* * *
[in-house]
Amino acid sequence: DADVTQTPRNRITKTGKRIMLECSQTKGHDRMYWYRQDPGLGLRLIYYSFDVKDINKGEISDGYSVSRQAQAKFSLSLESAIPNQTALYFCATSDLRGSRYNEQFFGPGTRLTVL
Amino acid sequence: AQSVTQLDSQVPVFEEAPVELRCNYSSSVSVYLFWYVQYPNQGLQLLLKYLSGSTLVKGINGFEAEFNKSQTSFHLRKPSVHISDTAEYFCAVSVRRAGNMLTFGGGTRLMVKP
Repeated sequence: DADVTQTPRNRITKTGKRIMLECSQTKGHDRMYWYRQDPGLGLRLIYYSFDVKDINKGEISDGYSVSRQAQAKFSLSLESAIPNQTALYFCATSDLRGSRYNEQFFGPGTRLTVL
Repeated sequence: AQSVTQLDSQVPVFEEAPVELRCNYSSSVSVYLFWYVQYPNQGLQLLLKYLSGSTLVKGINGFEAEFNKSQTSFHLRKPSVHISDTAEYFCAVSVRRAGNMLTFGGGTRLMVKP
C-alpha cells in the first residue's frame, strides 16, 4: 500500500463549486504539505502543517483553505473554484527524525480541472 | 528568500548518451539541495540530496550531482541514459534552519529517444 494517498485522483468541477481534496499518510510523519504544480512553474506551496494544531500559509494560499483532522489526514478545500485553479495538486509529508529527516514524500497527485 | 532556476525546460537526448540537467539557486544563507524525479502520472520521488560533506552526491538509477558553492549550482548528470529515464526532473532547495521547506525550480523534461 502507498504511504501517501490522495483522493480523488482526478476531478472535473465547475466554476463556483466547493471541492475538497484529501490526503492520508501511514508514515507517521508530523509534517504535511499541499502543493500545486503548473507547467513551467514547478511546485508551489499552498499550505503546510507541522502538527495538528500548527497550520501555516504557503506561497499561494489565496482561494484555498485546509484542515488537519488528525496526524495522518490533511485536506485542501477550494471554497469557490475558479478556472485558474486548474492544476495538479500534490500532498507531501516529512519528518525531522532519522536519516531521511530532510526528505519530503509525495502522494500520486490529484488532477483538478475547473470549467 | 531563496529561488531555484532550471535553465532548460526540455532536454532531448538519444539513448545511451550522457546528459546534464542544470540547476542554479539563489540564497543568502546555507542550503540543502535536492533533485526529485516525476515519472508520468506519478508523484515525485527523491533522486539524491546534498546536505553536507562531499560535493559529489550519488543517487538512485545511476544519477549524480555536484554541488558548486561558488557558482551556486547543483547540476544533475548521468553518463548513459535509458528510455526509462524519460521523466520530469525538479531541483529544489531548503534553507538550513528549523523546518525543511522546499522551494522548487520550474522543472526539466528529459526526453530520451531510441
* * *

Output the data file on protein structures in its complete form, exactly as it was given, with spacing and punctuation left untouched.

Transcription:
[in-house]
Amino acid sequence: DADVTQTPRNRITKTGKRIMLECSQTKGHDRMYWYRQDPGLGLRLIYYSFDVKDINKGEISDGYSVSRQAQAKFSLSLESAIPNQTALYFCATSDLRGSRYNEQFFGPGTRLTVL
Amino acid sequence: AQSVTQLDSQVPVFEEAPVELRCNYSSSVSVYLFWYVQYPNQGLQLLLKYLSGSTLVKGINGFEAEFNKSQTSFHLRKPSVHISDTAEYFCAVSVRRAGNMLTFGGGTRLMVKP
Repeated sequence: DADVTQTPRNRITKTGKRIMLECSQTKGHDRMYWYRQDPGLGLRLIYYSFDVKDINKGEISDGYSVSRQAQAKFSLSLESAIPNQTALYFCATSDLRGSRYNEQFFGPGTRLTVL
Repeated sequence: AQSVTQLDSQVPVFEEAPVELRCNYSSSVSVYLFWYVQYPNQGLQLLLKYLSGSTLVKGINGFEAEFNKSQTSFHLRKPSVHISDTAEYFCAVSVRRAGNMLTFGGGTRLMVKP
C-alpha cells in the first residue's frame, strides 16, 4: 500500500463549486504539505502543517483553505473554484527524525480541472 | 528568500548518451539541495540530496550531482541514459534552519529517444 494517498485522483468541477481534496499518510510523519504544480512553474506551496494544531500559509494560499483532522489526514478545500485553479495538486509529508529527516514524500497527485 | 532556476525546460537526448540537467539557486544563507524525479502520472520521488560533506552526491538509477558553492549550482548528470529515464526532473532547495521547506525550480523534461 502507498504511504501517501490522495483522493480523488482526478476531478472535473465547475466554476463556483466547493471541492475538497484529501490526503492520508501511514508514515507517521508530523509534517504535511499541499502543493500545486503548473507547467513551467514547478511546485508551489499552498499550505503546510507541522502538527495538528500548527497550520501555516504557503506561497499561494489565496482561494484555498485546509484542515488537519488528525496526524495522518490533511485536506485542501477550494471554497469557490475558479478556472485558474486548474492544476495538479500534490500532498507531501516529512519528518525531522532519522536519516531521511530532510526528505519530503509525495502522494500520486490529484488532477483538478475547473470549467 | 531563496529561488531555484532550471535553465532548460526540455532536454532531448538519444539513448545511451550522457546528459546534464542544470540547476542554479539563489540564497543568502546555507542550503540543502535536492533533485526529485516525476515519472508520468506519478508523484515525485527523491533522486539524491546534498546536505553536507562531499560535493559529489550519488543517487538512485545511476544519477549524480555536484554541488558548486561558488557558482551556486547543483547540476544533475548521468553518463548513459535509458528510455526509462524519460521523466520530469525538479531541483529544489531548503534553507538550513528549523523546518525543511522546499522551494522548487520550474522543472526539466528529459526526453530520451531510441